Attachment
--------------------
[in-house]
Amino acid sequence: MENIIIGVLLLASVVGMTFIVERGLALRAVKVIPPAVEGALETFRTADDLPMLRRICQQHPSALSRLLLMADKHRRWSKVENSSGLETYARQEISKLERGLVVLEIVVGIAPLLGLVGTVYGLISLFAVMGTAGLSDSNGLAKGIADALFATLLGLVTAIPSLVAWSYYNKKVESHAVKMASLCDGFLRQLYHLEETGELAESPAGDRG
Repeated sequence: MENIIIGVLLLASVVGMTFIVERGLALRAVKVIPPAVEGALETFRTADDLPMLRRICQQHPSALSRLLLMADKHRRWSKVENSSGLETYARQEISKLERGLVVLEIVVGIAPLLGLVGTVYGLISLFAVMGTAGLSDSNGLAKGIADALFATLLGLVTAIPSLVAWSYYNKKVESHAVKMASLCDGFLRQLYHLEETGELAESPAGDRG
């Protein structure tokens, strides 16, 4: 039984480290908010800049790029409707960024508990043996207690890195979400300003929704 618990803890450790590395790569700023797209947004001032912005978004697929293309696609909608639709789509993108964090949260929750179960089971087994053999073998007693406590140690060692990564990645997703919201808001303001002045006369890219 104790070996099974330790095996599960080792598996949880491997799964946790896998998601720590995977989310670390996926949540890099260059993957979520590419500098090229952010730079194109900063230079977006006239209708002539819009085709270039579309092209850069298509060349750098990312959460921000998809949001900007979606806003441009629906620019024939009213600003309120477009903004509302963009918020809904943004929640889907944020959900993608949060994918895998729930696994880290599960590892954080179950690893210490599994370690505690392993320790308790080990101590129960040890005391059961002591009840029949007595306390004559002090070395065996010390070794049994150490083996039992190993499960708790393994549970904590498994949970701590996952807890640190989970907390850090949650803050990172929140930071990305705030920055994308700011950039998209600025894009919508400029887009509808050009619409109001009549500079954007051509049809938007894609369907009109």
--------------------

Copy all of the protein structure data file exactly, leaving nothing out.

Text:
[in-house]
Amino acid sequence: MENIIIGVLLLASVVGMTFIVERGLALRAVKVIPPAVEGALETFRTADDLPMLRRICQQHPSALSRLLLMADKHRRWSKVENSSGLETYARQEISKLERGLVVLEIVVGIAPLLGLVGTVYGLISLFAVMGTAGLSDSNGLAKGIADALFATLLGLVTAIPSLVAWSYYNKKVESHAVKMASLCDGFLRQLYHLEETGELAESPAGDRG
Repeated sequence: MENIIIGVLLLASVVGMTFIVERGLALRAVKVIPPAVEGALETFRTADDLPMLRRICQQHPSALSRLLLMADKHRRWSKVENSSGLETYARQEISKLERGLVVLEIVVGIAPLLGLVGTVYGLISLFAVMGTAGLSDSNGLAKGIADALFATLLGLVTAIPSLVAWSYYNKKVESHAVKMASLCDGFLRQLYHLEETGELAESPAGDRG
């Protein structure tokens, strides 16, 4: 039984480290908010800049790029409707960024508990043996207690890195979400300003929704 618990803890450790590395790569700023797209947004001032912005978004697929293309696609909608639709789509993108964090949260929750179960089971087994053999073998007693406590140690060692990564990645997703919201808001303001002045006369890219 104790070996099974330790095996599960080792598996949880491997799964946790896998998601720590995977989310670390996926949540890099260059993957979520590419500098090229952010730079194109900063230079977006006239209708002539819009085709270039579309092209850069298509060349750098990312959460921000998809949001900007979606806003441009629906620019024939009213600003309120477009903004509302963009918020809904943004929640889907944020959900993608949060994918895998729930696994880290599960590892954080179950690893210490599994370690505690392993320790308790080990101590129960040890005391059961002591009840029949007595306390004559002090070395065996010390070794049994150490083996039992190993499960708790393994549970904590498994949970701590996952807890640190989970907390850090949650803050990172929140930071990305705030920055994308700011950039998209600025894009919508400029887009509808050009619409109001009549500079954007051509049809938007894609369907009109």